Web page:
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Cardiff: Property Market, Regeneration & Development

Mark Hempshell reports

While much of South Wales has struggled to transition from its heavy industrial past the capital city of Cardiff stands as an outlier, having enjoyed much success in regenerating its economy. In this report we will look at what is going on in Cardiff at the moment and what is planned for the future.

Cardiff (Caerdydd) was formerly an industrial city and one of the world’s largest coal exporting ports. The economy here declined over the 20th century but in recent times has been one of the UK’s fastest growing.

The Cardiff Capital Region (CCR) accounts for approximately 50% of the total economic output of Wales and 49% of total employment (HM Government figures). Cardiff itself has a population of around 357,000 although the surrounding area including the South Wales Valleys takes the regional population to 1.1m.

Growth sectors here include science and technology and also information and communication. A recent report from Avison Young says that Cardiff’s information and communication sector has seen 126% employment growth in 10 years – the fastest growing sector of any UK city in the last decade. The once-industrial city also now has a sizable leisure and visitor economy. It has an estimated 18m visits per year to attractions such as Cardiff Castle, events at the 74,500-capacity Principality Stadium, and the many arts, cultural and leisure amenities which the city offers.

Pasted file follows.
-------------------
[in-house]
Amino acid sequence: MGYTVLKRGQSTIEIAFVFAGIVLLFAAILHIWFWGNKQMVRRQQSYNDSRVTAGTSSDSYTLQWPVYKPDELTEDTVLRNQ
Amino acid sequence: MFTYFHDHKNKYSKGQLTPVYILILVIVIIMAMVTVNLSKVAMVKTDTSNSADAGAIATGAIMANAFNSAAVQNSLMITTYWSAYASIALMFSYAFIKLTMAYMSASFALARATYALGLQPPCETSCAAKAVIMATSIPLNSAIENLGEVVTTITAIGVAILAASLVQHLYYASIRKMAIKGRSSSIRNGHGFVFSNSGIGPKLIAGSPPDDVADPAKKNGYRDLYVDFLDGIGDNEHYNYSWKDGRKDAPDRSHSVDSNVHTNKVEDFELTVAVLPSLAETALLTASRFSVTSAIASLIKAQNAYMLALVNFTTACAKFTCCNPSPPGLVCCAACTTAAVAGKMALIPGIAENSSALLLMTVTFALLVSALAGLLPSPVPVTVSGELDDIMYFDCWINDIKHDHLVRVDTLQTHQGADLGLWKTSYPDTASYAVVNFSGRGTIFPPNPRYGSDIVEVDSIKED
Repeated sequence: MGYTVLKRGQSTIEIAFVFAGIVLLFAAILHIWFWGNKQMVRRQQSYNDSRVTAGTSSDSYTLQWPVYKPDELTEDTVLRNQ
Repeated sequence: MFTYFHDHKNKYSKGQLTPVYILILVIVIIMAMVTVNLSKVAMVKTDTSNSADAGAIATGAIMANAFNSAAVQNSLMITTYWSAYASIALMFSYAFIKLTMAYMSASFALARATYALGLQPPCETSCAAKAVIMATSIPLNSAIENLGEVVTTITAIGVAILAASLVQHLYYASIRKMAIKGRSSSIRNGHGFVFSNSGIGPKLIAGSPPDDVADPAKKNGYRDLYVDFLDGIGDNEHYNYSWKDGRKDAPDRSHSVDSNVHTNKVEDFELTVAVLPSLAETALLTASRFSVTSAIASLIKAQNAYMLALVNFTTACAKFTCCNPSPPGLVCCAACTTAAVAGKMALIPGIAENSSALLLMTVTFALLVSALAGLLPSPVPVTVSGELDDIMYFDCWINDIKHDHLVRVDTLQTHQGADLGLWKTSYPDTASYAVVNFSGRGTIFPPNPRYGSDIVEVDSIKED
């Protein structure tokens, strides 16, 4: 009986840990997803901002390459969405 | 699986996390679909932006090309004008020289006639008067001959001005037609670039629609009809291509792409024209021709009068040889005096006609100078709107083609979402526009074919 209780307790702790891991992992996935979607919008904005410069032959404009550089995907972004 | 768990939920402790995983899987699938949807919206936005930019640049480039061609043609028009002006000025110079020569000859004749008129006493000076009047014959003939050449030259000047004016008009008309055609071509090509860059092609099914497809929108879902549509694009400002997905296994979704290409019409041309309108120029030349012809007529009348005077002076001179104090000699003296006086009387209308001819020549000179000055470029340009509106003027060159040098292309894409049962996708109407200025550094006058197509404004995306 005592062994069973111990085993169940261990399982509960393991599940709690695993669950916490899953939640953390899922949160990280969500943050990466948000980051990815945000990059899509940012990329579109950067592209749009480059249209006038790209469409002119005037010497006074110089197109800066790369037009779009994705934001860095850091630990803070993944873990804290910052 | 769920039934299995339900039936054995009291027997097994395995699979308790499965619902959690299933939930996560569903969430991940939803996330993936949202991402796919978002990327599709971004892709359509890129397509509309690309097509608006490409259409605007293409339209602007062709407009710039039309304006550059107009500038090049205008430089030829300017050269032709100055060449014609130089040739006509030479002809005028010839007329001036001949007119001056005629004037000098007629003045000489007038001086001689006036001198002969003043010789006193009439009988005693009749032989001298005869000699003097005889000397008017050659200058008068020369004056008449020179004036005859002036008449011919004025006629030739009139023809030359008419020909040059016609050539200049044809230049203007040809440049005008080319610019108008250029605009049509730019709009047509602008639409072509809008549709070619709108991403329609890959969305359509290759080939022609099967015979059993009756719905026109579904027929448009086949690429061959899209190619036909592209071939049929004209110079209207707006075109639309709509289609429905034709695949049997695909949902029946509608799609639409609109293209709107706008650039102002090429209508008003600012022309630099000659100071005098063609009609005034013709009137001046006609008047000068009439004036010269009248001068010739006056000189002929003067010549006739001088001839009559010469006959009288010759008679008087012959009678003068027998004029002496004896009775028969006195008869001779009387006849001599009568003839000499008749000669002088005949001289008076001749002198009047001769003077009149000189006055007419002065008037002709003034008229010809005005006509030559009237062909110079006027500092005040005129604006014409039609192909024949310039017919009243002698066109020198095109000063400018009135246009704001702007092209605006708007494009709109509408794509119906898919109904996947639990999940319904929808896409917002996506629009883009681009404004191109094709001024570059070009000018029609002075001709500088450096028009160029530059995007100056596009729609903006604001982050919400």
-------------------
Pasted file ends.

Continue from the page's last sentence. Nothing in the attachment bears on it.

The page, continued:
The Cardiff Capital Region City Deal was ratified between ten regional local authorities in south east Wales, including Cardiff, and the government in 2017. It promised to provide £1.3bn investment plus £4bn additional private sector investment and attract 25,000 jobs over 20 years. The city deal is helping to promote several sectors where the region is thought to have comparative strengths and competitive advantages. These include compound semiconductors, fintech, cybersecurity and analytics, the creative economy, medtech, transport, energy and the environment.

The Avison Young report says that Cardiff is the fastest growing core city in the UK and that its population will increase by 20% over the next 20 years and its economy will grow by 7.2% by 2028. Job growth is forecast at 3.7% (compared to 2.4% for Wales and 3.1% for the UK as a whole) driven primarily by growth in the professional, scientific and technical services, information and communication sectors. 

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